For an area of   C store in roots 

 

Method of calculation of organic carbon in soil

 

Soil organic carbon (SOC) store (in grams per square meter) was estimated using the following formula:

 

 

Where  is the soil organic carbon density, S the total area interested and d the soil depth (50 cm).

 

 

Where C is SOC average content (g/kg), BD is the bulk density of soil at a 50 cm depth.

 

Statistical analyses of data

The results were subjected to analysis of variances (ANOVA) using the software programme SPSS, ver. 16.0 (SPSS Inc., Chicago, IL, USA) to determine treatment effects (that is, protected versus unprotected forests) for each study zone on collected data. The least significant difference (LSD) test was employed to compare the means for each study zone at 0.05 and 0.01 significance levels.


 RESULTS AND DISCUSSION

Carbon store changes in above˗ground and root biomass

Carbon store in live biomass was lower in the unprotected forest sites than the adjacent protected forests except for Mognori where the variation between the two sites (MP and MU) was minute (Table 1). Carbon store values were three times and twice higher in the protected site than the unprotected in Wungu and Serigu, respectively. The observed difference between the two forest types was only significant in Wungu (P < 0.05), in contrast to Serigu where no significant difference (P > 0.05) was recorded between the treatment and control sites (Table 2). Carbon store in litter was higher in the protected sites than the unprotected across the three study zones (Table 1). Difference between the two study sites was significant in Serigu (P < 0.01) and Mognori (P < 0.05), while no significant (P > 0.01) difference was observed in Wungu. The variation in C store in litter between the two sites across the three study zones was as follows: Twice greater in WP, and thirteenfold and sixfold greater in SP and MP, respectively (Table 1).

 

 

 

Carbon store in roots was four times higher in the protected site than the unprotected in Wungu, and approximately twice and three times greater in Serigu and Mognori, respectively (Table 1). The observed difference between the two forest types was significant in Wungu (P < 0.01) and Mognori (P < 0.05) as opposed to Serigu where the difference was not significant (P > 0.05) (Table 2). Total plant C (C in live biomass + litter + roots) was three times higher in the protected forest than the treatment site across the three study zones. However, the variation between the two forest types was not significant (P > 0.05) in Mognori, in contrast to Wungu and Serigu where significant (P < 0.01 and P < 0.05) differences were recorded. The pattern of variation in carbon pools in the three components of plant biomass, that is live biomass, litter, and roots biomass, between the protected and unprotected forests was inconsistent across the three study zones. In Wungu, root and live biomass were the most variable, in Serigu, litter showed the highest variability, and in Mognori, root biomass was the most variable.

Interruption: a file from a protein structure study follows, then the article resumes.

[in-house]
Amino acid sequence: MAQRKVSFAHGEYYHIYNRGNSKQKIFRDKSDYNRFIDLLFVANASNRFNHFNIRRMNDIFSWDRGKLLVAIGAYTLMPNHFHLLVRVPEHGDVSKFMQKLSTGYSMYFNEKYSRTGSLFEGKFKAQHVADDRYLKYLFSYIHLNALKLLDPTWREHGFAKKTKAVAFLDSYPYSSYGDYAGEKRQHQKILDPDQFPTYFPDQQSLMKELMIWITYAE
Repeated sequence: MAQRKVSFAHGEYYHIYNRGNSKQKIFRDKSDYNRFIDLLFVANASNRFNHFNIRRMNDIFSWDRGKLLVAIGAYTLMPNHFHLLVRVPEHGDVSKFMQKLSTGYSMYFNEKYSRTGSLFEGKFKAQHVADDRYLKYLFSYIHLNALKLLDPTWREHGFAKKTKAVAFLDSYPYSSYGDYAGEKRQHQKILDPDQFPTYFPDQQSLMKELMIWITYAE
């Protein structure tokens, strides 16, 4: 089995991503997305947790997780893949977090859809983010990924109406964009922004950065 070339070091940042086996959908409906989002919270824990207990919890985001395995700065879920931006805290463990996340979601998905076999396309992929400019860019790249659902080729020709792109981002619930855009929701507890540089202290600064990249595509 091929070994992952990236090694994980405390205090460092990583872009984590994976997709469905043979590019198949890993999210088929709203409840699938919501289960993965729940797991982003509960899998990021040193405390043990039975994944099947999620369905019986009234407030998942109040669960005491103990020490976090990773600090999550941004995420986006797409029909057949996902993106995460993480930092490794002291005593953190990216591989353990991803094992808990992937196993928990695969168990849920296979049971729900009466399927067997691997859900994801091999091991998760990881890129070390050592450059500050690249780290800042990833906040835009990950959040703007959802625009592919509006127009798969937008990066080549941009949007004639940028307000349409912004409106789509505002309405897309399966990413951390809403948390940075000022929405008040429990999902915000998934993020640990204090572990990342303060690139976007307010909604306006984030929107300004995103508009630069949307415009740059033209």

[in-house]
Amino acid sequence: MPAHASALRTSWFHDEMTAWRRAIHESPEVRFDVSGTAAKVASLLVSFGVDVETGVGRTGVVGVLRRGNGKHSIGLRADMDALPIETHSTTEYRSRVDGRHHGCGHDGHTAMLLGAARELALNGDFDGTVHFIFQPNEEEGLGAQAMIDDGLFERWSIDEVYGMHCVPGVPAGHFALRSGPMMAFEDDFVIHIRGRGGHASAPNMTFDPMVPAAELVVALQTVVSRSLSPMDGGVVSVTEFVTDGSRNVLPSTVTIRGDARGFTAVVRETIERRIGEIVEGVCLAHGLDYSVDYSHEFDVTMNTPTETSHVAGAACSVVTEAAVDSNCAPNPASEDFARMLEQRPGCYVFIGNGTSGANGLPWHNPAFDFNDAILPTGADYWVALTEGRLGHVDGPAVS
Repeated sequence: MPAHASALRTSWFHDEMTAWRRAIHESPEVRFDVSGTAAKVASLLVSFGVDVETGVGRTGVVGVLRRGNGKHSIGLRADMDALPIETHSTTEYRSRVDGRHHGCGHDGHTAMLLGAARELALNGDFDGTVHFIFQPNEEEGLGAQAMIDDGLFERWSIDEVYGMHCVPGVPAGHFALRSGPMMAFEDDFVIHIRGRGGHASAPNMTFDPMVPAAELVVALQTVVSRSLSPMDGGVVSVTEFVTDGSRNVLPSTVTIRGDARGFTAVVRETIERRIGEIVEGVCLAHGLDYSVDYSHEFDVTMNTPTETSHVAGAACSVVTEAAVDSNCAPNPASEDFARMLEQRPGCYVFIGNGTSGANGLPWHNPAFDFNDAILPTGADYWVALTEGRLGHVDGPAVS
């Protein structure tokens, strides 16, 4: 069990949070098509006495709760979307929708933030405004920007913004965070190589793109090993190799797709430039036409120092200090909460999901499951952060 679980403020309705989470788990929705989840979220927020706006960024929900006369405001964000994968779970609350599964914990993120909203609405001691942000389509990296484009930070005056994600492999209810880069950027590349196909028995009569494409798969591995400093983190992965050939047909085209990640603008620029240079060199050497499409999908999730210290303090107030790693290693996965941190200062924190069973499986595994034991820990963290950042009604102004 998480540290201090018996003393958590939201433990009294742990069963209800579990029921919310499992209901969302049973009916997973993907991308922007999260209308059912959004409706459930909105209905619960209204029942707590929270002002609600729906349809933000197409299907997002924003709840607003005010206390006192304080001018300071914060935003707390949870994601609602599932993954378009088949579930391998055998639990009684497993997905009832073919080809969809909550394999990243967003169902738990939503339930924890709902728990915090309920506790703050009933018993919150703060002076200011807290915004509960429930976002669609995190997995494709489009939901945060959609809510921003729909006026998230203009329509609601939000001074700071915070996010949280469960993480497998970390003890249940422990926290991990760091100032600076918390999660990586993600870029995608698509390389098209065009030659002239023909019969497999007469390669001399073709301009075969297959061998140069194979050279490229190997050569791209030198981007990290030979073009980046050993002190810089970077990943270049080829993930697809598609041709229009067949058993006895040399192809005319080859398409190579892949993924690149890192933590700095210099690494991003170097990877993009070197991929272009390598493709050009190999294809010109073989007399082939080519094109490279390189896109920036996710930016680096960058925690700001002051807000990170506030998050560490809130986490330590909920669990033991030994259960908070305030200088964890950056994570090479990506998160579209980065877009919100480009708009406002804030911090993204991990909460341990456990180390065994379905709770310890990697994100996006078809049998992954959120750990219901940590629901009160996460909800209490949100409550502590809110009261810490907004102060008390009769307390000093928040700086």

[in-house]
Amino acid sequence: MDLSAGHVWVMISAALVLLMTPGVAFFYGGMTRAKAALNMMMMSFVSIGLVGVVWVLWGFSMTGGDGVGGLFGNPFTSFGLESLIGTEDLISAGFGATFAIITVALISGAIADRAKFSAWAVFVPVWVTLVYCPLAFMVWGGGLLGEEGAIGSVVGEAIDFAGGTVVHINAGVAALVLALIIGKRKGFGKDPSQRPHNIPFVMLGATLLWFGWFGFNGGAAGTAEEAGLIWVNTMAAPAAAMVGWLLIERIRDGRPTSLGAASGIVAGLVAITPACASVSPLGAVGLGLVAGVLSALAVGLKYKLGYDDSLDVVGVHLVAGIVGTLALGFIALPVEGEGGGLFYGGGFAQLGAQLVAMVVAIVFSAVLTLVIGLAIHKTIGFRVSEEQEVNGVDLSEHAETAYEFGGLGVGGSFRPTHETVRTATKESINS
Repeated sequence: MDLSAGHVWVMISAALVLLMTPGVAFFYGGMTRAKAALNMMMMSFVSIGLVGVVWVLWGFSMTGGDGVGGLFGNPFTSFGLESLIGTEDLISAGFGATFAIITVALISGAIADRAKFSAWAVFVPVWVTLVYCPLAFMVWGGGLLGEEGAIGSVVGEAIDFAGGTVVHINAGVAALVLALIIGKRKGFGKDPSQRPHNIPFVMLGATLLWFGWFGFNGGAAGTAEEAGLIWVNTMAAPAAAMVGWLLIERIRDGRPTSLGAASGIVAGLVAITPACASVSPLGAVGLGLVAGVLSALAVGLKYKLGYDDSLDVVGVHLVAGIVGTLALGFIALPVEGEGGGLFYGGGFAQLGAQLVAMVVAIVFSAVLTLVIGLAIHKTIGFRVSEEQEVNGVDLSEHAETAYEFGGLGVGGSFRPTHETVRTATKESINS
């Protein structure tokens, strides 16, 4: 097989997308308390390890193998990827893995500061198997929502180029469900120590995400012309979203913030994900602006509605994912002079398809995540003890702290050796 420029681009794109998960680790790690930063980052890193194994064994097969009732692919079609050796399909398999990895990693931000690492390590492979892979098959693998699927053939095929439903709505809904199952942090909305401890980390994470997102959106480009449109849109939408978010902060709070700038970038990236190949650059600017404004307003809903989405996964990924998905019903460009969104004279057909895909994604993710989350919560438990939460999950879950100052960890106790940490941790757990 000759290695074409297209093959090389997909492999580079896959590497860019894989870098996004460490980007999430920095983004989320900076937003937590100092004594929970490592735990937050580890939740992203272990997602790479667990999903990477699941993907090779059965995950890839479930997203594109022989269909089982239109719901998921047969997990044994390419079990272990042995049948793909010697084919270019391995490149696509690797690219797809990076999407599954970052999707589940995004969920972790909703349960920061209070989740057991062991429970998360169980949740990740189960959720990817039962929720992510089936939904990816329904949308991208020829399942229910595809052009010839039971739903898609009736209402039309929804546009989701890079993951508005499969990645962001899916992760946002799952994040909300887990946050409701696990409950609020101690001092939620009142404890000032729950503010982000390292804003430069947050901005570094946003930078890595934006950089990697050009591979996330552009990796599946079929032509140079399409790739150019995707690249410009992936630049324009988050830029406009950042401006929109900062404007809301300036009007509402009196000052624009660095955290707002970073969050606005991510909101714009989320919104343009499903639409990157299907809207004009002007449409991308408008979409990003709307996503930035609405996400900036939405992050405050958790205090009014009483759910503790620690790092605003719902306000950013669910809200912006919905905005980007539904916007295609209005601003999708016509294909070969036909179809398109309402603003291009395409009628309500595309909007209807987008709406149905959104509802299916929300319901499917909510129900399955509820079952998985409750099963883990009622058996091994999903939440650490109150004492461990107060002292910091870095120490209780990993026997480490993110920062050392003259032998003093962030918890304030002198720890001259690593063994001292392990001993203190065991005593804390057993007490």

Carbon store changes in soil

Soil organic carbon stores were significantly (P < 0.01 and P < 0.05) higher in the protected forest sites than those recorded in the unprotected forests across the three study zones (Tables 1 and 2). Across the three study areas, soil C store was in general twice greater in the protected sites than the unprotected. The variation in soil carbon store between the protected and unprotected forests across the three study zones showed the following rank order Serigu (9432 g Cm-2) > Mognori (7133 g Cm-2) > Wungu (4061 g Cm-2). Consequently, Wungu study site recorded the least variation between the two forest types.